We Torched the Village. Now What?
by Shannon Aronin on November 1st, 2015

​I don’t feel well. My list of medications and disorders is very long. Most of them have clinically significant diagnostic criteria like bloodwork or imaging results; elevated white blood cells for example are hard to fake and impossible to control. Without boring you, I will say that what most of my conditions have in common is that they are exacerbated by stress. And I am not alone. Research has shown a connection between chronic stress and health outcomes in parents of children with intellectual or developmental disabilities.                                   

My to-do lists are long and I am tired. Between my son and myself I can only handle so many doctors or various therapy sessions at one time. I am always hearing how important “self-care” is, but I can barely make time to go to doctors in order of urgency as time allows, bonus if I make it in without re-scheduling more than twice. My fight or flight responses are high. I need to better manage stress. But yoga and massages are expensive and their effects seem so fleeting. Relaxing just seems like so much work. Again, I am not alone. One study found that “more than 30% of the mothers raising children with autism spectrum disorder reported moderate to severe depressive symptoms when their children were 9 months old. That rate compared to 21% of mothers raising children with other disabilities and slightly more than 16% of mothers with typically developing children.” 

I was recently talking to a mom friend about some horrible news story of massive neglect of very young children. It was a single mom with five kids. The common refrain was that “she should have asked for help.” Very different situations, but it made us wonder -- from whom? Is there a line of helpers in the wings I don’t know about? It DOES take a village. Unfortunately, we, collectively, burned that sucker down. I’m a pretty good mom. (My son’s counselor told me he talks about me as if I were a goddess, her words, not mine. No one is that complimentary of their mother in therapy, ask Freud.) But I’m not Mother Theresa. I understand the feeling of just not being able to go on, or what it’s like to walk away from your kid because you are so angry you need to have him out of sight… and he follows you.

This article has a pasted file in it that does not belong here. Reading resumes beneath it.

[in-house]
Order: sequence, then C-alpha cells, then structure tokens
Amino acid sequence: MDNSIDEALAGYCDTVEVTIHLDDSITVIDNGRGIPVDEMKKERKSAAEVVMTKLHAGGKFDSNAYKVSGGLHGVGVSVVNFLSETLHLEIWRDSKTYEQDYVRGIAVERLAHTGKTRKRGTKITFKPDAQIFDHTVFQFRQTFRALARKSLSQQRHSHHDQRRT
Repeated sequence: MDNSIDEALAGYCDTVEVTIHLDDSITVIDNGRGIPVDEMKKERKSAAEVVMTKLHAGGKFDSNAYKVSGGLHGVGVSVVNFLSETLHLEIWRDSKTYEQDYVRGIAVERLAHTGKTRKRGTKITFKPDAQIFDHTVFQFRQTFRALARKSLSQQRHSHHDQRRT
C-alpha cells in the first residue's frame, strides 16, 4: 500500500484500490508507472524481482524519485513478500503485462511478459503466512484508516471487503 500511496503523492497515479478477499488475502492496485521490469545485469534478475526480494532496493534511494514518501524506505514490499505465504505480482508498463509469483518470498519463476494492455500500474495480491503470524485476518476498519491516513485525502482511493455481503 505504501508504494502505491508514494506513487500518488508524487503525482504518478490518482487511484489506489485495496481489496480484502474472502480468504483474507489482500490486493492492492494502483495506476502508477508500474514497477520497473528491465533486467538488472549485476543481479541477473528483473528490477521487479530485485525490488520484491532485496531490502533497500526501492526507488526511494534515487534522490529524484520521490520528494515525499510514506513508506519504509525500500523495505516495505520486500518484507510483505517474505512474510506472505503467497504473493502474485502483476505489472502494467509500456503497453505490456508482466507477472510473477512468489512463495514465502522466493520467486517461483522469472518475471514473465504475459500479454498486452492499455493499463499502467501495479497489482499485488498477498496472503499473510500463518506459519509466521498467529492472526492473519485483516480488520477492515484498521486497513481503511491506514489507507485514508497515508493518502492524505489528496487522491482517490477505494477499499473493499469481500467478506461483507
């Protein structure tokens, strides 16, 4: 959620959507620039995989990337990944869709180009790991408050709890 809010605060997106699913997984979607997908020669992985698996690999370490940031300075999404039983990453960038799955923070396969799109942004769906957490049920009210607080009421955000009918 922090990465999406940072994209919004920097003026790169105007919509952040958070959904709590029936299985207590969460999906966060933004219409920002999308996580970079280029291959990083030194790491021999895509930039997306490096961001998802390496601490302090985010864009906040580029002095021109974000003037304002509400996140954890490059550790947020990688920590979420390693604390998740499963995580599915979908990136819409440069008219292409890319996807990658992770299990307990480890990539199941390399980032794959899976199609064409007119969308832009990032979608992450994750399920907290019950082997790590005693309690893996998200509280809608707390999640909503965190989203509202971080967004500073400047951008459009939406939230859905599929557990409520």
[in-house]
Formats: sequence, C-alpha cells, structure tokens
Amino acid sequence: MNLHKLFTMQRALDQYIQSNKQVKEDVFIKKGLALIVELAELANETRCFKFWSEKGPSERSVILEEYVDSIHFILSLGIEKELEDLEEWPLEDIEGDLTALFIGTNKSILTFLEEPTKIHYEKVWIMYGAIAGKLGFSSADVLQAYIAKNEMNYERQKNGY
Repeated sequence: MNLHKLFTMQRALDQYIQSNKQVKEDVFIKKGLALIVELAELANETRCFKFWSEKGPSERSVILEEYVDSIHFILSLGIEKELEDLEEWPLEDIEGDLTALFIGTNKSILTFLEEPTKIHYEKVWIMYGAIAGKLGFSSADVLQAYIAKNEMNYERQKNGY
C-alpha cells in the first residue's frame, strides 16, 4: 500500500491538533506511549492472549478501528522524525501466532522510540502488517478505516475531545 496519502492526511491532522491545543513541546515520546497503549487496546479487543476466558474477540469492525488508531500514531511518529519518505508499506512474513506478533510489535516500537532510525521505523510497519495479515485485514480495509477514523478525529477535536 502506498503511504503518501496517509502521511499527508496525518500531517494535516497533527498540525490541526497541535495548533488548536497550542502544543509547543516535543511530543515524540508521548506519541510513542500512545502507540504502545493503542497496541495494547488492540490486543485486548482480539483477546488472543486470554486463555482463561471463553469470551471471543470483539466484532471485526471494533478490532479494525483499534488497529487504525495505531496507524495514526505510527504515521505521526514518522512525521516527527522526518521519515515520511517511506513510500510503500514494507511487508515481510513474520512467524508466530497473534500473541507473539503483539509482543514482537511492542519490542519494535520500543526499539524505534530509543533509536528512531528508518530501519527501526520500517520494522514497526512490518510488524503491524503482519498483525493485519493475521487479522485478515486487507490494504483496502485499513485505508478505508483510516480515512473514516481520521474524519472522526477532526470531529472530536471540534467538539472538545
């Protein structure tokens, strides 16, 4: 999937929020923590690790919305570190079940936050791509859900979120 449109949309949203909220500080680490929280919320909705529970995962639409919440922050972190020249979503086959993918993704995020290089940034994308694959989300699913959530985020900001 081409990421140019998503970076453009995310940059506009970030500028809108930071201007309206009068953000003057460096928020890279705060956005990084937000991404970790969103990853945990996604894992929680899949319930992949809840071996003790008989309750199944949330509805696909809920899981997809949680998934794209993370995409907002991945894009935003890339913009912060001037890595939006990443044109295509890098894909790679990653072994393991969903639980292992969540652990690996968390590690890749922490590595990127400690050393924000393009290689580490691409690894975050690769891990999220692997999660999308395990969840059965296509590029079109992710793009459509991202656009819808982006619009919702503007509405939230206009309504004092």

I wish I could just take breaks with my husband. I need more than dinner and a movie, although it’s a start. Date night feels like a tease for what I need. If I could just have a couple nights a few times a year away with my husband that would help. But it’s not really possible. Our situation makes it more difficult, and more nerve-wracking, to “just get a sitter.” After our last real break together last March, my batteries were recharged and I was the mom I want to be for a solid couple of MONTHS. I think if I had four weekends off with my husband a year, I would be a lot closer to saint status.

I wish we could live closer to friends and family and had more help. But it’s more than distance from the places we grew up. And we are not alone. Most special needs families feel isolated. Story after story of people feeling unwelcomed, unwanted and a nuisance to friends, family and even their faith community. People have told me stories where loved ones did not want their child at family events, stopped including them, where their child has outright been referred to as a burden. Almost all the parents I talk to have had relatives suggest that maybe the kids will “grow out of it.” Families like ours are excluded from many things lest the child’s behavior inconvenience anyone. And when the child is symptomatic of their actual disability, their extended family and friends look away and wonder why we can’t all “just control our kids.”